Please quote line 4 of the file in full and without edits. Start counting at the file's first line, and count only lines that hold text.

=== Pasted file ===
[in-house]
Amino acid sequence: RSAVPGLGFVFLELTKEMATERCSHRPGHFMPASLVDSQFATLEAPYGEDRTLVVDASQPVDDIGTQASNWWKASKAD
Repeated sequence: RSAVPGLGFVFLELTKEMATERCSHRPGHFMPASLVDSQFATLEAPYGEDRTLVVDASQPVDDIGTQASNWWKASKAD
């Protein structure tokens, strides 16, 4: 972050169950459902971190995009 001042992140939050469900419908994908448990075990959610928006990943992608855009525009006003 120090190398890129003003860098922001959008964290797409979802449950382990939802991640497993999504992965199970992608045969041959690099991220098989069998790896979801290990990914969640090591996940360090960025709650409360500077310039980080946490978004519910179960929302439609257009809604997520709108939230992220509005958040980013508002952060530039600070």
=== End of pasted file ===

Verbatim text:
């Protein structure tokens, strides 16, 4: 972050169950459902971190995009 001042992140939050469900419908994908448990075990959610928006990943992608855009525009006003 120090190398890129003003860098922001959008964290797409979802449950382990939802991640497993999504992965199970992608045969041959690099991220098989069998790896979801290990990914969640090591996940360090960025709650409360500077310039980080946490978004519910179960929302439609257009809604997520709108939230992220509005958040980013508002952060530039600070």